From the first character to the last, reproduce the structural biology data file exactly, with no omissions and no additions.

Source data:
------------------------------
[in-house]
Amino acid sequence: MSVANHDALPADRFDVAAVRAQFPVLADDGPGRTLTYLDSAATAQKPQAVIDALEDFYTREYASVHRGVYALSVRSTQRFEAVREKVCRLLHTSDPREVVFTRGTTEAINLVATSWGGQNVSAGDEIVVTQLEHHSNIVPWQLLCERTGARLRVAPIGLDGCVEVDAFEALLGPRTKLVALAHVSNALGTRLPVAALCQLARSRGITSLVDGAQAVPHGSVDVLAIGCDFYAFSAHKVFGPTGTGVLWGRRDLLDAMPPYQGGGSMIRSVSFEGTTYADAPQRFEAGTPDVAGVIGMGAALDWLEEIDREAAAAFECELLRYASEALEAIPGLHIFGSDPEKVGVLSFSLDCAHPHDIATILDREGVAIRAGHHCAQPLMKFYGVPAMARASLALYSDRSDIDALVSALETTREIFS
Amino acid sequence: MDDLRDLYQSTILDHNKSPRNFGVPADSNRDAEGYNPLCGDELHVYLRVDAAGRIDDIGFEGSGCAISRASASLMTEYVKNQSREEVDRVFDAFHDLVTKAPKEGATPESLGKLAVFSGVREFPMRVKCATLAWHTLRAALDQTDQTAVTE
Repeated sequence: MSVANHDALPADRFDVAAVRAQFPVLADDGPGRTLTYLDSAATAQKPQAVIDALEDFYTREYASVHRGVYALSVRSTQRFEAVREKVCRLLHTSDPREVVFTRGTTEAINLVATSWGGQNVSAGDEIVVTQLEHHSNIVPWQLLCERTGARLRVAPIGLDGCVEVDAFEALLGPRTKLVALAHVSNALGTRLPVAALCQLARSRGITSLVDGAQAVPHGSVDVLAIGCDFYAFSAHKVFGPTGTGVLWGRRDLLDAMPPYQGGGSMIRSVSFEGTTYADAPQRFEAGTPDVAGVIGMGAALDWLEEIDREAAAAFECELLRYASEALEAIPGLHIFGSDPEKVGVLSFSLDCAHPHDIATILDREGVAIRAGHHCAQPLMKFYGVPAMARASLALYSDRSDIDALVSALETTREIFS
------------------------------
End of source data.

[in-house]
Amino acid sequence: MSVANHDALPADRFDVAAVRAQFPVLADDGPGRTLTYLDSAATAQKPQAVIDALEDFYTREYASVHRGVYALSVRSTQRFEAVREKVCRLLHTSDPREVVFTRGTTEAINLVATSWGGQNVSAGDEIVVTQLEHHSNIVPWQLLCERTGARLRVAPIGLDGCVEVDAFEALLGPRTKLVALAHVSNALGTRLPVAALCQLARSRGITSLVDGAQAVPHGSVDVLAIGCDFYAFSAHKVFGPTGTGVLWGRRDLLDAMPPYQGGGSMIRSVSFEGTTYADAPQRFEAGTPDVAGVIGMGAALDWLEEIDREAAAAFECELLRYASEALEAIPGLHIFGSDPEKVGVLSFSLDCAHPHDIATILDREGVAIRAGHHCAQPLMKFYGVPAMARASLALYSDRSDIDALVSALETTREIFS
Amino acid sequence: MDDLRDLYQSTILDHNKSPRNFGVPADSNRDAEGYNPLCGDELHVYLRVDAAGRIDDIGFEGSGCAISRASASLMTEYVKNQSREEVDRVFDAFHDLVTKAPKEGATPESLGKLAVFSGVREFPMRVKCATLAWHTLRAALDQTDQTAVTE
Repeated sequence: MSVANHDALPADRFDVAAVRAQFPVLADDGPGRTLTYLDSAATAQKPQAVIDALEDFYTREYASVHRGVYALSVRSTQRFEAVREKVCRLLHTSDPREVVFTRGTTEAINLVATSWGGQNVSAGDEIVVTQLEHHSNIVPWQLLCERTGARLRVAPIGLDGCVEVDAFEALLGPRTKLVALAHVSNALGTRLPVAALCQLARSRGITSLVDGAQAVPHGSVDVLAIGCDFYAFSAHKVFGPTGTGVLWGRRDLLDAMPPYQGGGSMIRSVSFEGTTYADAPQRFEAGTPDVAGVIGMGAALDWLEEIDREAAAAFECELLRYASEALEAIPGLHIFGSDPEKVGVLSFSLDCAHPHDIATILDREGVAIRAGHHCAQPLMKFYGVPAMARASLALYSDRSDIDALVSALETTREIFS